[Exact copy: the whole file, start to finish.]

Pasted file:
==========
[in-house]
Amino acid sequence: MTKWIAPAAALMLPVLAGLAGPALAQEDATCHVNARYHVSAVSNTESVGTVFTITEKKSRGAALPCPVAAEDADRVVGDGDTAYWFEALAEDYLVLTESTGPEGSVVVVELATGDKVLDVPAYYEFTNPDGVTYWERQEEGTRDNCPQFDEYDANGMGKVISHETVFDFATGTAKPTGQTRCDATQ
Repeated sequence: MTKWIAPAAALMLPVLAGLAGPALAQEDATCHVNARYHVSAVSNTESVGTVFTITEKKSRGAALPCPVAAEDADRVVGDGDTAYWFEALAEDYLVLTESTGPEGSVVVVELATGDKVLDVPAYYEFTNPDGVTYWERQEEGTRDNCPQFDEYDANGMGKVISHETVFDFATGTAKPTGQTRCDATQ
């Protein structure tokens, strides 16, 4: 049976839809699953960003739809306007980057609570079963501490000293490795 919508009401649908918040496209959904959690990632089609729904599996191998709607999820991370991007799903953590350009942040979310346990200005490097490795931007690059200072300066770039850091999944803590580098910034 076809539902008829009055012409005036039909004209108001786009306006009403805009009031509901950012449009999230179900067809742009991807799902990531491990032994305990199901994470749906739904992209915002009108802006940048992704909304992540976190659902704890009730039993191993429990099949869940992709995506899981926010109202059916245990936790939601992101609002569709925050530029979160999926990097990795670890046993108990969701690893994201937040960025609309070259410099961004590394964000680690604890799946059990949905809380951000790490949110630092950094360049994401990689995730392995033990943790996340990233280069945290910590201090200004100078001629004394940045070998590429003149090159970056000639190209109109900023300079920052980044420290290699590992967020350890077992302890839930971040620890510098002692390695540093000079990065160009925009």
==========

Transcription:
[in-house]
Amino acid sequence: MTKWIAPAAALMLPVLAGLAGPALAQEDATCHVNARYHVSAVSNTESVGTVFTITEKKSRGAALPCPVAAEDADRVVGDGDTAYWFEALAEDYLVLTESTGPEGSVVVVELATGDKVLDVPAYYEFTNPDGVTYWERQEEGTRDNCPQFDEYDANGMGKVISHETVFDFATGTAKPTGQTRCDATQ
Repeated sequence: MTKWIAPAAALMLPVLAGLAGPALAQEDATCHVNARYHVSAVSNTESVGTVFTITEKKSRGAALPCPVAAEDADRVVGDGDTAYWFEALAEDYLVLTESTGPEGSVVVVELATGDKVLDVPAYYEFTNPDGVTYWERQEEGTRDNCPQFDEYDANGMGKVISHETVFDFATGTAKPTGQTRCDATQ
């Protein structure tokens, strides 16, 4: 049976839809699953960003739809306007980057609570079963501490000293490795 919508009401649908918040496209959904959690990632089609729904599996191998709607999820991370991007799903953590350009942040979310346990200005490097490795931007690059200072300066770039850091999944803590580098910034 076809539902008829009055012409005036039909004209108001786009306006009403805009009031509901950012449009999230179900067809742009991807799902990531491990032994305990199901994470749906739904992209915002009108802006940048992704909304992540976190659902704890009730039993191993429990099949869940992709995506899981926010109202059916245990936790939601992101609002569709925050530029979160999926990097990795670890046993108990969701690893994201937040960025609309070259410099961004590394964000680690604890799946059990949905809380951000790490949110630092950094360049994401990689995730392995033990943790996340990233280069945290910590201090200004100078001629004394940045070998590429003149090159970056000639190209109109900023300079920052980044420290290699590992967020350890077992302890839930971040620890510098002692390695540093000079990065160009925009």